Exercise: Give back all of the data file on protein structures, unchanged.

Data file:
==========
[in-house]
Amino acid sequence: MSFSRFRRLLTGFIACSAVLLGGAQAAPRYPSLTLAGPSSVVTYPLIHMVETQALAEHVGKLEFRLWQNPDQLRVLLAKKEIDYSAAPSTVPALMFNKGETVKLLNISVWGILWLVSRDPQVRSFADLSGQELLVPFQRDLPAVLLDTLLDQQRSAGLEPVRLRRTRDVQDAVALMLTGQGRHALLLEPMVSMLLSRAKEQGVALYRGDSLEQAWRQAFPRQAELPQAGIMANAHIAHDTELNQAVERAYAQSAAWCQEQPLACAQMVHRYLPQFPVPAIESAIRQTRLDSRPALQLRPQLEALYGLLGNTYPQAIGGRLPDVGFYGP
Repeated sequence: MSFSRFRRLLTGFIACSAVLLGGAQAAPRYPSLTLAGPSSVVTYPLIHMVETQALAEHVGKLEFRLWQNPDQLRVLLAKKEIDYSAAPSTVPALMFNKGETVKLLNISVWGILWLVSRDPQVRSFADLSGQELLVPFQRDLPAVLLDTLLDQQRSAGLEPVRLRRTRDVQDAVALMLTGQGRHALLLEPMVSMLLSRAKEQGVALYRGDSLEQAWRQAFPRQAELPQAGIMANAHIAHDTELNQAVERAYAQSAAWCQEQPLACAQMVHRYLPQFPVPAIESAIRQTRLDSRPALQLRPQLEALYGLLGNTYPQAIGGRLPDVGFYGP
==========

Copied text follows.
[in-house]
Amino acid sequence: MSFSRFRRLLTGFIACSAVLLGGAQAAPRYPSLTLAGPSSVVTYPLIHMVETQALAEHVGKLEFRLWQNPDQLRVLLAKKEIDYSAAPSTVPALMFNKGETVKLLNISVWGILWLVSRDPQVRSFADLSGQELLVPFQRDLPAVLLDTLLDQQRSAGLEPVRLRRTRDVQDAVALMLTGQGRHALLLEPMVSMLLSRAKEQGVALYRGDSLEQAWRQAFPRQAELPQAGIMANAHIAHDTELNQAVERAYAQSAAWCQEQPLACAQMVHRYLPQFPVPAIESAIRQTRLDSRPALQLRPQLEALYGLLGNTYPQAIGGRLPDVGFYGP
Repeated sequence: MSFSRFRRLLTGFIACSAVLLGGAQAAPRYPSLTLAGPSSVVTYPLIHMVETQALAEHVGKLEFRLWQNPDQLRVLLAKKEIDYSAAPSTVPALMFNKGETVKLLNISVWGILWLVSRDPQVRSFADLSGQELLVPFQRDLPAVLLDTLLDQQRSAGLEPVRLRRTRDVQDAVALMLTGQGRHALLLEPMVSMLLSRAKEQGVALYRGDSLEQAWRQAFPRQAELPQAGIMANAHIAHDTELNQAVERAYAQSAAWCQEQPLACAQMVHRYLPQFPVPAIESAIRQTRLDSRPALQLRPQLEALYGLLGNTYPQAIGGRLPDVGFYGP